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Thread: Any chance Yu-Na Kim competes in Pyeongchang 2018?

  1. #91
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    Quote Originally Posted by anyanka View Post
    And she'll be sitting right behind the judges at the ladies' free skate next to Witt and Kwan, whispering gossip amongst themselves while Adelina nervously warms up ...
    Oh, that picture would make my day - or year. Haha.

  2. #92
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    I doubt it. She's already visibly over competitive skating. And who could blame her? She's been carrying around the weight of a nation for so many years...it must be so draining.

  3. #93
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    Quote Originally Posted by usethis2 View Post
    Oh, that picture would make my day - or year. Haha.
    I'd like to see that too.

  4. #94
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    She posted this on her Facebook page today. Such an elegant interview, and great answers:

    http://www.feverskating.com/fevers/64985230

    I did note that going into Sochi, she didn't sound very motivated. I wonder if she knew she would not win this time. She sounds incredibly at peace, like she had accepted the result before she stepped onto the ice, and just wanted to put in a great skate. In the grand scheme of things, she probably realized she had accomplished so much and brought great honour to her country, that the result this time around didn't matter so much. It didn't count the way it did in Vancouver.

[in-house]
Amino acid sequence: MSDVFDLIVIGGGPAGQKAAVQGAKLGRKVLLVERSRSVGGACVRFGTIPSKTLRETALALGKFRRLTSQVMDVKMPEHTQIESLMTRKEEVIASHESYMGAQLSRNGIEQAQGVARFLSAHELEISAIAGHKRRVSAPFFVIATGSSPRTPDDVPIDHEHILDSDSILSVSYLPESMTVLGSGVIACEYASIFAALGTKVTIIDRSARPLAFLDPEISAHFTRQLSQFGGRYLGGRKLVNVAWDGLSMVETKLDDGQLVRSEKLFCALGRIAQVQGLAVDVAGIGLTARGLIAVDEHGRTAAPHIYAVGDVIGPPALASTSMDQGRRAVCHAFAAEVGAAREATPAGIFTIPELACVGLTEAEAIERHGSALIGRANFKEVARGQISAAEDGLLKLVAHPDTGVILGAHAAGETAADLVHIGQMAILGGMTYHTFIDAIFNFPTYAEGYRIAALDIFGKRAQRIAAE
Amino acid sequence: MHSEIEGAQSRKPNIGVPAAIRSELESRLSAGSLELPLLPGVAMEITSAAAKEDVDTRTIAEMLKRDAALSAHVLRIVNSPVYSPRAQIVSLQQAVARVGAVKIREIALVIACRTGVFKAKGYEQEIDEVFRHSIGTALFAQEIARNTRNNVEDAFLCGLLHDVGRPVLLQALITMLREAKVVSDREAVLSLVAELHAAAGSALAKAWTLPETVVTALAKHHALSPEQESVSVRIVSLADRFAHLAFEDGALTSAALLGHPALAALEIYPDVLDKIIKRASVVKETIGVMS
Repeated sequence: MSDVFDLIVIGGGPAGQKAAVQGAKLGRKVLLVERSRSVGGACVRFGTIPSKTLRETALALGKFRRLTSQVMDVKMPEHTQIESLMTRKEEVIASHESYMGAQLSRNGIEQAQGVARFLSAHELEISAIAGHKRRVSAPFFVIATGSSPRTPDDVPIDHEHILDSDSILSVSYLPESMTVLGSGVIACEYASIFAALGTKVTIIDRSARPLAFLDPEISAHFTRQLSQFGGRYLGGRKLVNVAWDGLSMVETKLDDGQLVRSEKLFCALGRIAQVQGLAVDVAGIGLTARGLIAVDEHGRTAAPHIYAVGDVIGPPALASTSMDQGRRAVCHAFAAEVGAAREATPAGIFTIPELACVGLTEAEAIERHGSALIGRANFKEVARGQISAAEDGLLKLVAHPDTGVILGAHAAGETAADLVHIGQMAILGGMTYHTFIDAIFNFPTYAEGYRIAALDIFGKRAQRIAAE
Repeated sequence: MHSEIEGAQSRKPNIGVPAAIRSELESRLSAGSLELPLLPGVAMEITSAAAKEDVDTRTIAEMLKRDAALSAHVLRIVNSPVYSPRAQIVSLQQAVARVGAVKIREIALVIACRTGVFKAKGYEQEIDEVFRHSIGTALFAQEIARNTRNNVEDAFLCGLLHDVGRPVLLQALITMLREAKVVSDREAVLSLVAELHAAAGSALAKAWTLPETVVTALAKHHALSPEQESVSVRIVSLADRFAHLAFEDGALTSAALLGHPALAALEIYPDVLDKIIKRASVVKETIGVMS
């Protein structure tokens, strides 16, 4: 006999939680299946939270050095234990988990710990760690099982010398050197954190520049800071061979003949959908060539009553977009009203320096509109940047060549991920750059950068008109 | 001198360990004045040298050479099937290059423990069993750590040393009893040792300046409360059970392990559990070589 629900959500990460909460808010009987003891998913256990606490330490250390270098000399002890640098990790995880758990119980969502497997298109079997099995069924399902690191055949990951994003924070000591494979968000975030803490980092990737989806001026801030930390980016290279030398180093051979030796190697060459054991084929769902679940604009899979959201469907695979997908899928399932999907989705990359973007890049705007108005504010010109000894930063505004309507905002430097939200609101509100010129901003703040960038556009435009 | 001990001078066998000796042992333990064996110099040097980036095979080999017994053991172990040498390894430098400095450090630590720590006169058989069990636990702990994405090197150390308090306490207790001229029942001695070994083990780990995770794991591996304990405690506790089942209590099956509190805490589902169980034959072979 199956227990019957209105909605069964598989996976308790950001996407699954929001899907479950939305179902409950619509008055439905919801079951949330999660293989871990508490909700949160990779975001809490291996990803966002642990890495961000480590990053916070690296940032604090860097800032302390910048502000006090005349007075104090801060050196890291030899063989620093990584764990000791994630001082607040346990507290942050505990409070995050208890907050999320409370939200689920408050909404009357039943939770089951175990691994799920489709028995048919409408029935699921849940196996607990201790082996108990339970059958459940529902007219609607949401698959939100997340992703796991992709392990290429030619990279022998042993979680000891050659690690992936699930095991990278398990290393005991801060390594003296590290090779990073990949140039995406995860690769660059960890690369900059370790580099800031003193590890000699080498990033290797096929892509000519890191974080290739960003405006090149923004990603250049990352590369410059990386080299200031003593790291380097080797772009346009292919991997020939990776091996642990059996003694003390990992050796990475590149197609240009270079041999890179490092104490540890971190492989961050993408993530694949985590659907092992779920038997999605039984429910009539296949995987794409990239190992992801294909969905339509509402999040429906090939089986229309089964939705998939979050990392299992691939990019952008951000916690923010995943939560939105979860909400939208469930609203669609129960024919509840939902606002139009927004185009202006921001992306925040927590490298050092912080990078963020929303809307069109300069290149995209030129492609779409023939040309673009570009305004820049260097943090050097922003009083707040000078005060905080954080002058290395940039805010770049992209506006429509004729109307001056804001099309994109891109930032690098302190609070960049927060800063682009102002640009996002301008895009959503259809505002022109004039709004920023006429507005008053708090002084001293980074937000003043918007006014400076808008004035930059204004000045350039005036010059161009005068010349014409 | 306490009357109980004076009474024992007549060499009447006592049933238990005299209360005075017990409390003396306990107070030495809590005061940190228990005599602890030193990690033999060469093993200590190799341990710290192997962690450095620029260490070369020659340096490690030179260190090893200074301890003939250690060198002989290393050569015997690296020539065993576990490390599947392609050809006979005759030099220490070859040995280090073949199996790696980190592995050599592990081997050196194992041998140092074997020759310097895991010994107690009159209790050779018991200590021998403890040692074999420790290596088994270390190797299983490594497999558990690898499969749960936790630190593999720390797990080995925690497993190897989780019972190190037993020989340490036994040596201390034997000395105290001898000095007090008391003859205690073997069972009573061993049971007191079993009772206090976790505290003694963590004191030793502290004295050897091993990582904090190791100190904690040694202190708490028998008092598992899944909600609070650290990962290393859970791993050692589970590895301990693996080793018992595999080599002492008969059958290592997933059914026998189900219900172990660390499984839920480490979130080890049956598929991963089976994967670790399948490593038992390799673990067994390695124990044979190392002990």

Yuna if you're reading this: thank you for everything you've done for the sport, for your country, for the fans and for yourself. Enjoy your retirement. We'll miss you. And we look forward to seeing you in 2018, we know you'll be there even if you're not competing.

  5. #95
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    I hope she comes back after taking the next 2 seasons off. Competing at Olympics in her own country would be too big of a thing to miss out on.

  6. #96
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    I wouldn't rule it out, to be honest..

  7. #97
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    Quote Originally Posted by pointyourtoe View Post
    I wouldn't rule it out, to be honest..
    I agree. Although she is tired and injured, she might feel much better in two years and feel good enough to enjoy home advantage in P'Chang.

  8. #98
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    Never say never. She will be 27, the same age as Carolina Kostner, who most think should have won silver and some even think gold. I would love it if Yuna would work on her artistry. Not that it is bad, just that it could be better. For IJS experts, is there any way Yuna could do two triple-triples in her long program?

  9. #99
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    Quote Originally Posted by anyanka View Post
    She posted this on her Facebook page today. Such an elegant interview, and great answers:

    http://www.feverskating.com/fevers/64985230

    I did note that going into Sochi, she didn't sound very motivated. I wonder if she knew she would not win this time. She sounds incredibly at peace, like she had accepted the result before she stepped onto the ice, and just wanted to put in a great skate. In the grand scheme of things, she probably realized she had accomplished so much and brought great honour to her country, that the result this time around didn't matter so much. It didn't count the way it did in Vancouver.